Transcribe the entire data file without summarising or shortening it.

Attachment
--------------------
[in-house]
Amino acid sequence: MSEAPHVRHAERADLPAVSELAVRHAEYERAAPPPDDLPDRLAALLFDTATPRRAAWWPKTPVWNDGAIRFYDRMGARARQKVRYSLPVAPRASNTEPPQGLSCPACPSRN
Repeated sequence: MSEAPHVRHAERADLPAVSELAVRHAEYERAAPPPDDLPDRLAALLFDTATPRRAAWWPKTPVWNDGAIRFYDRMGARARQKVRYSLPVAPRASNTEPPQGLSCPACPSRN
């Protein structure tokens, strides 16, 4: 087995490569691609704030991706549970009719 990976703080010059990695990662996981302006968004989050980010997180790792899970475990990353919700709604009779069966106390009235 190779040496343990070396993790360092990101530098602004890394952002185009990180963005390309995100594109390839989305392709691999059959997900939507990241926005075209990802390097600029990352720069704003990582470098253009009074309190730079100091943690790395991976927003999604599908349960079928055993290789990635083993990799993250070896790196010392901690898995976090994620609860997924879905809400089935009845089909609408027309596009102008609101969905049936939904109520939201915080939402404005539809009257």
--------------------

[in-house]
Amino acid sequence: MSEAPHVRHAERADLPAVSELAVRHAEYERAAPPPDDLPDRLAALLFDTATPRRAAWWPKTPVWNDGAIRFYDRMGARARQKVRYSLPVAPRASNTEPPQGLSCPACPSRN
Repeated sequence: MSEAPHVRHAERADLPAVSELAVRHAEYERAAPPPDDLPDRLAALLFDTATPRRAAWWPKTPVWNDGAIRFYDRMGARARQKVRYSLPVAPRASNTEPPQGLSCPACPSRN
């Protein structure tokens, strides 16, 4: 087995490569691609704030991706549970009719 990976703080010059990695990662996981302006968004989050980010997180790792899970475990990353919700709604009779069966106390009235 190779040496343990070396993790360092990101530098602004890394952002185009990180963005390309995100594109390839989305392709691999059959997900939507990241926005075209990802390097600029990352720069704003990582470098253009009074309190730079100091943690790395991976927003999604599908349960079928055993290789990635083993990799993250070896790196010392901690898995976090994620609860997924879905809400089935009845089909609408027309596009102008609101969905049936939904109520939201915080939402404005539809009257």